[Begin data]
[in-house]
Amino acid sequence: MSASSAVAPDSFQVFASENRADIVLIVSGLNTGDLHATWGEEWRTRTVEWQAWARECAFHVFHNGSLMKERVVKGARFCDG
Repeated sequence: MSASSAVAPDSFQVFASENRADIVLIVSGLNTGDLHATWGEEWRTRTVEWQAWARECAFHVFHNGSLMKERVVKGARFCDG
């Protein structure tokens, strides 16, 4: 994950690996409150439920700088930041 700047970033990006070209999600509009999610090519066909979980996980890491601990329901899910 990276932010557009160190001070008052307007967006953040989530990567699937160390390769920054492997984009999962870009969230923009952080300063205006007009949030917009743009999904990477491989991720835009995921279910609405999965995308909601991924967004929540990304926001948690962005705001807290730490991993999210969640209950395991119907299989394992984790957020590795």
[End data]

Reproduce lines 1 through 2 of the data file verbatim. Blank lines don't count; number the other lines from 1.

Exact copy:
[in-house]
Amino acid sequence: MSASSAVAPDSFQVFASENRADIVLIVSGLNTGDLHATWGEEWRTRTVEWQAWARECAFHVFHNGSLMKERVVKGARFCDG